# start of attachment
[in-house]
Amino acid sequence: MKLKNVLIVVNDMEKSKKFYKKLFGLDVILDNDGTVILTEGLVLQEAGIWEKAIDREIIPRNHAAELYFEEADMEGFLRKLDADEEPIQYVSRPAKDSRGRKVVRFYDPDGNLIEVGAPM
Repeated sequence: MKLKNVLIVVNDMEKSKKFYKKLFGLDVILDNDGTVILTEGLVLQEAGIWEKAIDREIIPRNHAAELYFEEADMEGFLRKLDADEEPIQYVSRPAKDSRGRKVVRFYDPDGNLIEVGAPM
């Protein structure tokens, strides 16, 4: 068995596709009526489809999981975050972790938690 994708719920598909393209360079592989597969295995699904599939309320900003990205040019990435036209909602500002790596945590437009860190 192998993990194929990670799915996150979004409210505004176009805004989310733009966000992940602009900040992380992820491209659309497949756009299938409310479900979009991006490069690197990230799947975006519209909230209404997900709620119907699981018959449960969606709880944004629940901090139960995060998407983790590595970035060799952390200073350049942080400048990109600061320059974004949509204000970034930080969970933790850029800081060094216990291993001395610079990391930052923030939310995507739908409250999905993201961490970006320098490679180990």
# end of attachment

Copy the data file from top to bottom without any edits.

[in-house]
Amino acid sequence: MKLKNVLIVVNDMEKSKKFYKKLFGLDVILDNDGTVILTEGLVLQEAGIWEKAIDREIIPRNHAAELYFEEADMEGFLRKLDADEEPIQYVSRPAKDSRGRKVVRFYDPDGNLIEVGAPM
Repeated sequence: MKLKNVLIVVNDMEKSKKFYKKLFGLDVILDNDGTVILTEGLVLQEAGIWEKAIDREIIPRNHAAELYFEEADMEGFLRKLDADEEPIQYVSRPAKDSRGRKVVRFYDPDGNLIEVGAPM
């Protein structure tokens, strides 16, 4: 068995596709009526489809999981975050972790938690 994708719920598909393209360079592989597969295995699904599939309320900003990205040019990435036209909602500002790596945590437009860190 192998993990194929990670799915996150979004409210505004176009805004989310733009966000992940602009900040992380992820491209659309497949756009299938409310479900979009991006490069690197990230799947975006519209909230209404997900709620119907699981018959449960969606709880944004629940901090139960995060998407983790590595970035060799952390200073350049942080400048990109600061320059974004949509204000970034930080969970933790850029800081060094216990291993001395610079990391930052923030939310995507739908409250999905993201961490970006320098490679180990």